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  1. The World as Sacred Space

    In a recent class on Jewish environmental ethics, one participant asked: “If our tradition sees the world as sacred enough to deserve our utmost protection, then why haven’t I heard this before — and how did we let things get so out of whack?”

    https://archive.reconstructingjudaism.org/article/world-sacred-space-judaic-teachings-and-ecological-consciousness

    Posted on: 2016/04/13 - 6:18pm

  2. How Should We Respond to Human Need?

    אַ֭שְׁרֵי מַשְׂכִּ֣יל אֶל־דָּ֑ל

    Happy is the one who is maskil to the person in need… (Psalms 41:2)

    [Maskil: from a root meaning to be prudent, look at, give attention to, have insight or understanding.]

    https://archive.reconstructingjudaism.org/document/how-should-we-respond-human-need

    Posted on: 2016/04/13 - 7:15pm

  3. Mussar and Text Sources on Climate Change

    This document contains two study guides which use Jewish texts and sources to offer wisdom on global climate change.

    “Mussar as a Jewish Resource on Climate Change and All Else” draws on Ira Stone’s book A Responsible Life: The Spiritual Path of Mussar  (NY: Aviv Press, 2006).

    “Jewish Texts as Resources on Global Climate Change” is a compilation of excerpts prepared by Rabbi Fred Scherlinder Dobb in 2003.

    https://archive.reconstructingjudaism.org/document/mussar-and-text-sources-climate-change

    Posted on: 2016/04/15 - 12:30pm

  4. Fighting for a Good Name

    With few transgender role models, Rabbi Jacob Lieberman, ’15, faced harassment and bullying almost entirely alone growing up. As an adult, he found acceptance within the Reconstructionist community and from himself. In this d’var torah, Rabbi Lieberman shares how Jewish resources can help comfort those who struggle to find acceptance and wholeness.

    Psalm 41 - Translation by Rabbi Jacob Lieberman + Hebrew

    https://archive.reconstructingjudaism.org/video/fighting-good-name

    Posted on: 2016/04/18 - 2:49pm

  5. Inclusion and Disabilities: Hebrew and English Texts

    For Jewish Disabilities Awareness month in February of 2014, Rabbi Michelle Greenfield, RRC ’12 examined the Torah readings found that month with an eye toward issues of inclusion and disability. She also included  “Some Biblical and Rabbinic Sources on Disability: An Honest Look,” in which she examines the use and misuse of Hebrew texts that are often quoted when talking about inclusion of people with different abilities. Her English commentary provides a deeper understanding of these texts' strengths and limitations.

    https://archive.reconstructingjudaism.org/document/inclusion-and-disabilities-hebrew-and-english-texts

    Posted on: 2016/04/18 - 4:03pm

  6. The Binding Of Isaac: What Is the Nature Of the Test?

    Torah Text:

    And it came to pass after these things (lit. words), that God tested Abraham and said, “Abraham.” And he said, “Here I am.” And He said, “Take your son, your only son, the one you love, Isaac, and go into the land of Moriah and offer him there for a burnt offering upon one of the mountains which I will show you.” (Genesis 22:1-2)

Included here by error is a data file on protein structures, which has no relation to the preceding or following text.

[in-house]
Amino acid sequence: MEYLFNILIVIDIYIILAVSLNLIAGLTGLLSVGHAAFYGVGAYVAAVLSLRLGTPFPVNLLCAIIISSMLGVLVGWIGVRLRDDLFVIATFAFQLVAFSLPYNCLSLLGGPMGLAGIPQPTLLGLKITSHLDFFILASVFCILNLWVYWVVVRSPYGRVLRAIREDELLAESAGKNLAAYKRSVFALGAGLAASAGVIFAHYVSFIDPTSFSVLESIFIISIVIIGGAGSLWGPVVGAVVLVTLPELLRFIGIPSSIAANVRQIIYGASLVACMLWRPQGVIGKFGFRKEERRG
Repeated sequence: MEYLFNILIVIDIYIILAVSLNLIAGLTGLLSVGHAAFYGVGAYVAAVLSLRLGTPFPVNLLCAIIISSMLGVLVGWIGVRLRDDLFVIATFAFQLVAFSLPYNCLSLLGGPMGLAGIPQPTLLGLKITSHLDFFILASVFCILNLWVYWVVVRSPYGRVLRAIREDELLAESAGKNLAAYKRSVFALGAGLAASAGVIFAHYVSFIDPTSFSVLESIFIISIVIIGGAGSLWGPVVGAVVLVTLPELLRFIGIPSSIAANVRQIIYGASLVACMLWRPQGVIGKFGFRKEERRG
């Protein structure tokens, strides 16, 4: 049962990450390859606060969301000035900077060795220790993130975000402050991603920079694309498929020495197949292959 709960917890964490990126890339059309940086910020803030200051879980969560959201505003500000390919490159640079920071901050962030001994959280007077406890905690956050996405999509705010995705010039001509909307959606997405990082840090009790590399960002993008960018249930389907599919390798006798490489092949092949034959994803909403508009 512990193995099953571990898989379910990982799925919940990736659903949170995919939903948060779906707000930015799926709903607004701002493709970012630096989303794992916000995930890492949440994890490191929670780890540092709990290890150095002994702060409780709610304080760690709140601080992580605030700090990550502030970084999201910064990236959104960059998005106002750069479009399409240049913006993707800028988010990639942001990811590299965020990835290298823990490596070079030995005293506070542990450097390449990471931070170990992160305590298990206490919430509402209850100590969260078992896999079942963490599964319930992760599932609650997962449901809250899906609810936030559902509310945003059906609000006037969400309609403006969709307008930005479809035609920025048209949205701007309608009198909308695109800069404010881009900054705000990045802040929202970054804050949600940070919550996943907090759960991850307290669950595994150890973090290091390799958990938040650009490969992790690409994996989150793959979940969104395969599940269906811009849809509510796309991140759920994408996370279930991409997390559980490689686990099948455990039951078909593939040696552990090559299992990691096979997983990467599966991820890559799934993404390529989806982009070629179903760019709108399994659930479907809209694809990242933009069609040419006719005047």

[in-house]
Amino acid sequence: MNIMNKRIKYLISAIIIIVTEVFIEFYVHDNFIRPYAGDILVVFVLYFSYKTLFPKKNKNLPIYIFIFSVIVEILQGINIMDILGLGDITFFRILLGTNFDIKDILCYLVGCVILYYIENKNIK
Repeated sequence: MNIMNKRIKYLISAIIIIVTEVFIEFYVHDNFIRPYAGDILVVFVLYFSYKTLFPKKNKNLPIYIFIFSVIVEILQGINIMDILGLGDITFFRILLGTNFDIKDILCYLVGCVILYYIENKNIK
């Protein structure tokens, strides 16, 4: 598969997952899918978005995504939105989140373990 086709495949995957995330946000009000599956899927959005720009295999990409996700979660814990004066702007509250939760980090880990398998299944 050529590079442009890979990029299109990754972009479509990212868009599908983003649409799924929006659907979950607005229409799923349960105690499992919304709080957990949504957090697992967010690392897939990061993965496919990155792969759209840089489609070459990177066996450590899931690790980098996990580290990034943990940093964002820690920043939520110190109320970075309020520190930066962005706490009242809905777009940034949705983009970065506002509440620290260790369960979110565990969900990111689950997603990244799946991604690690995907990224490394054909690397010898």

Commentary:

    Rashi explains “these words” as a conversation God had with Satan:

    https://archive.reconstructingjudaism.org/article/binding-isaac-what-nature-test

    Posted on: 2016/04/25 - 2:37pm

  7. Parsing the Meeting of Jacob and Esau

    Torah:

    Jacob is leaving Haran after 20 years. He left originally out of fear that Esau might kill him in revenge for Jacob having tricked Isaac into giving him the blessing. He is on his way back to Canaan when he becomes aware that Esau is approaching him in a large group:

    The messengers returned to Jacob and said, “We came to your brother Esau. He is also approaching you. He has 400 people with him.” Jacob feared greatly and was distressed.(Genesis 32:6-7)

    https://archive.reconstructingjudaism.org/article/parsing-meeting-jacob-and-esau

    Posted on: 2016/04/25 - 4:13pm

  8. Introduction to Midrash (5th Grade and Up)

    This lesson about the Garden of Eden encourages students to generate their own midrash. It models an approach that can be applied to other Torah texts. It was written by Rabbi Shai Gluskin from the Reconstructionist movement and Deena Salmon of B'nai Keshet in Montclair, NJ. 

    https://archive.reconstructingjudaism.org/document/introduction-midrash-5th-grade-and

    Posted on: 2016/04/25 - 4:34pm

  9. The Role of Text Study in Congregational Values-Based Decision Making

    In order to develop values-based policies and procedures for our communities, we need to take a few steps back from the more practical concerns and examine our communal principles and Jewish ethical values and teachings. We must first clarify our terms, examine our preexisting attitudes, and understand how our experiences impact the decisions we make in community.

    https://archive.reconstructingjudaism.org/article/role-text-study-congregational-values-based-decision-making

    Posted on: 2016/04/25 - 4:52pm

  10. Peoplehood Study Texts

    What is Jewish peoplehood, and how is it relevant today? Rabbi James Greene assembled this collection of texts to explore these questions.

    https://archive.reconstructingjudaism.org/article/jewish-peoplehood-philosophies-jewish-engagement-21st-century

    Posted on: 2016/11/16 - 3:12pm

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